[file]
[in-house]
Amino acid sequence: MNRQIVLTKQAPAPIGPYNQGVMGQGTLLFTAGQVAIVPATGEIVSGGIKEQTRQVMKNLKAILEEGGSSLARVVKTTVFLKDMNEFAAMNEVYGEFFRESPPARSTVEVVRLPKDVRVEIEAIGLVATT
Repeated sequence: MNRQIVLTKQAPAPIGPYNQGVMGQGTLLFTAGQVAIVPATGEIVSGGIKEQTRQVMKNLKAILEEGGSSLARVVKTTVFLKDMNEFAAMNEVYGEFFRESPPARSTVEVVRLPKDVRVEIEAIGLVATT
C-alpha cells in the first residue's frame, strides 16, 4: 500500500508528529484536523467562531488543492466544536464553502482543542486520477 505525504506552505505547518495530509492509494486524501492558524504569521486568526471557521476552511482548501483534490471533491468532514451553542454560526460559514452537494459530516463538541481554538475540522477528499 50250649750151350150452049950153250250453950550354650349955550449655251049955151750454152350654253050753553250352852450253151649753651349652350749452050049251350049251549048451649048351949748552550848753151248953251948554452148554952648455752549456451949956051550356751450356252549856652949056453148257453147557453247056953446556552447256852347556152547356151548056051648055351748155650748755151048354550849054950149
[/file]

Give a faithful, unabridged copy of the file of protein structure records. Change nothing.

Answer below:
[in-house]
Amino acid sequence: MNRQIVLTKQAPAPIGPYNQGVMGQGTLLFTAGQVAIVPATGEIVSGGIKEQTRQVMKNLKAILEEGGSSLARVVKTTVFLKDMNEFAAMNEVYGEFFRESPPARSTVEVVRLPKDVRVEIEAIGLVATT
Repeated sequence: MNRQIVLTKQAPAPIGPYNQGVMGQGTLLFTAGQVAIVPATGEIVSGGIKEQTRQVMKNLKAILEEGGSSLARVVKTTVFLKDMNEFAAMNEVYGEFFRESPPARSTVEVVRLPKDVRVEIEAIGLVATT
C-alpha cells in the first residue's frame, strides 16, 4: 500500500508528529484536523467562531488543492466544536464553502482543542486520477 505525504506552505505547518495530509492509494486524501492558524504569521486568526471557521476552511482548501483534490471533491468532514451553542454560526460559514452537494459530516463538541481554538475540522477528499 50250649750151350150452049950153250250453950550354650349955550449655251049955151750454152350654253050753553250352852450253151649753651349652350749452050049251350049251549048451649048351949748552550848753151248953251948554452148554952648455752549456451949956051550356751450356252549856652949056453148257453147557453247056953446556552447256852347556152547356151548056051648055351748155650748755151048354550849054950149